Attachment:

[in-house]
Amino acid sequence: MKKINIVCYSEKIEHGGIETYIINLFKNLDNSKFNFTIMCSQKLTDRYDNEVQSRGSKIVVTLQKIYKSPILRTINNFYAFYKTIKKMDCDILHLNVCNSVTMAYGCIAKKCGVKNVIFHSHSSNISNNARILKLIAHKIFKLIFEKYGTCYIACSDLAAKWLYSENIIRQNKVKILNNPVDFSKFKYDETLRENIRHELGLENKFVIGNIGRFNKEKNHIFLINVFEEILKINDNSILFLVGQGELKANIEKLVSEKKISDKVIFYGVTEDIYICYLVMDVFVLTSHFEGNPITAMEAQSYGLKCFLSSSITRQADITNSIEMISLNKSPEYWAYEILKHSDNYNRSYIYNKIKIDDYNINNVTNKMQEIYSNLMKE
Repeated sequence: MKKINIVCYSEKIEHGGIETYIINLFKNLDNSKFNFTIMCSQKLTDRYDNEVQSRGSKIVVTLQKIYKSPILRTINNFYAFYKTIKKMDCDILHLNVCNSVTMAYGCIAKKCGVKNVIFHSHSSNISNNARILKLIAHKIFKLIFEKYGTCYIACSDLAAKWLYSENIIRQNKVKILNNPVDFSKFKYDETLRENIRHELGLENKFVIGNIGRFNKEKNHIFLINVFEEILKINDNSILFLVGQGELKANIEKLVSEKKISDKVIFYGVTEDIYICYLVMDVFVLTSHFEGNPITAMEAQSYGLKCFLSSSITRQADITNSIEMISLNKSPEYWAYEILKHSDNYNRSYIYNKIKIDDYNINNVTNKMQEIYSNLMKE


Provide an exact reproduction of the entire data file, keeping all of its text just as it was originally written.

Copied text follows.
[in-house]
Amino acid sequence: MKKINIVCYSEKIEHGGIETYIINLFKNLDNSKFNFTIMCSQKLTDRYDNEVQSRGSKIVVTLQKIYKSPILRTINNFYAFYKTIKKMDCDILHLNVCNSVTMAYGCIAKKCGVKNVIFHSHSSNISNNARILKLIAHKIFKLIFEKYGTCYIACSDLAAKWLYSENIIRQNKVKILNNPVDFSKFKYDETLRENIRHELGLENKFVIGNIGRFNKEKNHIFLINVFEEILKINDNSILFLVGQGELKANIEKLVSEKKISDKVIFYGVTEDIYICYLVMDVFVLTSHFEGNPITAMEAQSYGLKCFLSSSITRQADITNSIEMISLNKSPEYWAYEILKHSDNYNRSYIYNKIKIDDYNINNVTNKMQEIYSNLMKE
Repeated sequence: MKKINIVCYSEKIEHGGIETYIINLFKNLDNSKFNFTIMCSQKLTDRYDNEVQSRGSKIVVTLQKIYKSPILRTINNFYAFYKTIKKMDCDILHLNVCNSVTMAYGCIAKKCGVKNVIFHSHSSNISNNARILKLIAHKIFKLIFEKYGTCYIACSDLAAKWLYSENIIRQNKVKILNNPVDFSKFKYDETLRENIRHELGLENKFVIGNIGRFNKEKNHIFLINVFEEILKINDNSILFLVGQGELKANIEKLVSEKKISDKVIFYGVTEDIYICYLVMDVFVLTSHFEGNPITAMEAQSYGLKCFLSSSITRQADITNSIEMISLNKSPEYWAYEILKHSDNYNRSYIYNKIKIDDYNINNVTNKMQEIYSNLMKE